Easter Sunday is awfully early this year, but the truth is that it usually always sneaks up on us. And since we like the tradition of an Easter dinner, we usually throw together a ham and try to glaze it in some special manner. That means we’ve run through orange juice honey, and pineapple juice. And we still need to come up with something fun for National Glazed Ham Day in April. So this year, we’ve bee really determined to come up with something different for Easter–which brings us to the topic of Roast Lamb.
Some people might think that serving Roast Lamb for Easter isn’t much better than serving some Roast Rabbit. We wish we were that sensitive–and that lamb was less delicious. The only problem we have with lamb is when people don’t serve the mint sauce on the side. Not everybody likes that mint sauce. And not everybody knows the tradition of Roast Lamb at Easter, which is a dish that originates from the older Christian tradition of the Passover feast. You can feel pretty good about serving up lamb this Sunday–and you’ll feel even better if you remember that lamb needs to be cooked at an internal temperature of 135 degrees to be completely done…
1 boneless leg of lamb (5-lb)
1/4 c chopped fresh oregano
2 tsp pepper
2 1/2 tsp salt
2 lemons, halved and divided
1/4 c olive oil
1 c low-sodium chicken broth
1 garlic bulb, unpeeled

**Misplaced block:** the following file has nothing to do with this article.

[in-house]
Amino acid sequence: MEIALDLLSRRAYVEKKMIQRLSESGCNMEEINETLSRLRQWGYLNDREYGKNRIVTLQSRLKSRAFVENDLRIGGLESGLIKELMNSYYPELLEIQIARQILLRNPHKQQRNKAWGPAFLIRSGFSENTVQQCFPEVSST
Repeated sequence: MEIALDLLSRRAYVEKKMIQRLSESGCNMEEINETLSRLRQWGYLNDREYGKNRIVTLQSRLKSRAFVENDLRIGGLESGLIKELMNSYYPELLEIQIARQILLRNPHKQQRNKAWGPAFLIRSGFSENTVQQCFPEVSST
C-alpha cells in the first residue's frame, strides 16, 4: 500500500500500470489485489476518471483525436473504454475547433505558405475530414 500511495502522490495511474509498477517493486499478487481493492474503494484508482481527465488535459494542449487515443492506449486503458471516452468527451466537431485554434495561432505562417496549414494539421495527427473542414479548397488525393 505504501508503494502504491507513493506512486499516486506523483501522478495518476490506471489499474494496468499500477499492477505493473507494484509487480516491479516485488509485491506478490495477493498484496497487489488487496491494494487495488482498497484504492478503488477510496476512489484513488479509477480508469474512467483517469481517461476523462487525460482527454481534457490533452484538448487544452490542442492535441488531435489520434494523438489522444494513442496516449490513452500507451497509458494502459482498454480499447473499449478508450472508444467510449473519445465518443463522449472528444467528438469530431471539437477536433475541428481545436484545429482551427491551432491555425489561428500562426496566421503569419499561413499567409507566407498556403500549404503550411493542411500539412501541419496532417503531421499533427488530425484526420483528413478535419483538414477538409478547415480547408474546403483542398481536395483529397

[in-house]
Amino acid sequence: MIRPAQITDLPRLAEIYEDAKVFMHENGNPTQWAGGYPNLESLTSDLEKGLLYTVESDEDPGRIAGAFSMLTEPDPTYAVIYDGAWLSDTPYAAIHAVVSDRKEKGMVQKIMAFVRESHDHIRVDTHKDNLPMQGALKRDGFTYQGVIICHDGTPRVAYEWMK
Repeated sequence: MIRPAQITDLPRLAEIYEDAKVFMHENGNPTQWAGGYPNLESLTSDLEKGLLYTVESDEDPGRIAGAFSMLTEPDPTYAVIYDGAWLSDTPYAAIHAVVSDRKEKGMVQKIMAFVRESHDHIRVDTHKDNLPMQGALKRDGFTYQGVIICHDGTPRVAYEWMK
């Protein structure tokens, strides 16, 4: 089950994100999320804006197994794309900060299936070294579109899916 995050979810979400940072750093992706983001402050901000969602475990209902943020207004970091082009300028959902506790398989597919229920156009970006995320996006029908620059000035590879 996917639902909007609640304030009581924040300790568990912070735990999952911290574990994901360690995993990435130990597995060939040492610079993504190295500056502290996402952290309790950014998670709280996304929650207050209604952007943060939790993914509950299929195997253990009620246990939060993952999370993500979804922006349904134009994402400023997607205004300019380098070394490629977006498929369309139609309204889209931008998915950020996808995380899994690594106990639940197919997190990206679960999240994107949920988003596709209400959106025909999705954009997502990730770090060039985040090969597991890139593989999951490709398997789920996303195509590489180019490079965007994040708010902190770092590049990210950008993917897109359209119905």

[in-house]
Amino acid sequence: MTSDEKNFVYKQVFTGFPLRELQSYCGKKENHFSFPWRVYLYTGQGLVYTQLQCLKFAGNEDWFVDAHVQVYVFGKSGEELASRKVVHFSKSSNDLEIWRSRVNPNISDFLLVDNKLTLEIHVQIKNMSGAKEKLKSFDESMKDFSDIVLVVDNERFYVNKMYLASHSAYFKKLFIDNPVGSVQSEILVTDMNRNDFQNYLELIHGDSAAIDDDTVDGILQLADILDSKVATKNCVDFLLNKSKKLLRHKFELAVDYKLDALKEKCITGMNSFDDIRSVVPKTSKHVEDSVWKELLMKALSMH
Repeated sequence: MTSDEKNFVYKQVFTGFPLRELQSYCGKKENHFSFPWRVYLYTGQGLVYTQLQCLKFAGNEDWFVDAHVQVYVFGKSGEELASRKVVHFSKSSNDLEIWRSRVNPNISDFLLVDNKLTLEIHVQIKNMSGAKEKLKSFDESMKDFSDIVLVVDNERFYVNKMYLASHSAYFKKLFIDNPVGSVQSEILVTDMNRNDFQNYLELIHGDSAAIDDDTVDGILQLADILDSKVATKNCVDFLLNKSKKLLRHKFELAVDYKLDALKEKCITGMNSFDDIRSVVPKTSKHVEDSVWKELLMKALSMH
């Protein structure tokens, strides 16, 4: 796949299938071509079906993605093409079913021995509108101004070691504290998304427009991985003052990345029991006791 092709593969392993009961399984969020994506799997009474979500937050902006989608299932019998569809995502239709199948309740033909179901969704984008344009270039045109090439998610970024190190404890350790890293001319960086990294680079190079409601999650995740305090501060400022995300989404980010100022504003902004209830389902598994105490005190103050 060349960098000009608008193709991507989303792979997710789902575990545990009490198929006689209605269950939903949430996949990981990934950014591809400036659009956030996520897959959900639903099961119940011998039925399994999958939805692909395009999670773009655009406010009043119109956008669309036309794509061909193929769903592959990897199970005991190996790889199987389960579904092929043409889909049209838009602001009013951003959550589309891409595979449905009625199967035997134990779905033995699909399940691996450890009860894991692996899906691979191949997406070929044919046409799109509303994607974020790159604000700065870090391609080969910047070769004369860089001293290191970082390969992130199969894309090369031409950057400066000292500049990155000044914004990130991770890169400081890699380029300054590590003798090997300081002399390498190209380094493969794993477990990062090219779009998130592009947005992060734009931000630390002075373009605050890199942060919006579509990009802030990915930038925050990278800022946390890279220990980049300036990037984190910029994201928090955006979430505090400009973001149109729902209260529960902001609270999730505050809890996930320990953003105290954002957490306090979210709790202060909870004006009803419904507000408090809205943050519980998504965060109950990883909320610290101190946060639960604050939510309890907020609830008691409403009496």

Garnishes: lettuce leaves, roasted garlic cloves, baby carrots and radishes
Preheat oven to 350 degrees. Unroll lamb, if needed. Rub 1 lemon half on every part of the lamb while squeezing juice from the lemon. Stir together pepper, oregano and salt, and then rub on the lamb. Roll up the lamb and tie with the kitchen string.
Place the lamb on a lightly greased rack in a roasting pan. Separate the garlic peels and place around the roast. Drizzle olive oil over the lamb and garlic cloves.
Squeeze the juice from the remaining 1 1/2 lemons into a bowl. Stir together the chicken broth and juice. Pour the mixture into the roasting pan.
Bake the lamb for 2 hours to 2 hours and 15 minutes or until the desired degree of doneness. Remove the lamb from the pan and cover it with aluminum foil. Allow it to stand for 10 minutes before slicing. Garnish, if desired.
There’s room for other spices and flavors, of course. Consider working with coriander, mint, balsamic vinegar, curry, and rosemary. This recipe is easy and delicious, and can be combined with scrumptious side dishes for a traditional Easter meal.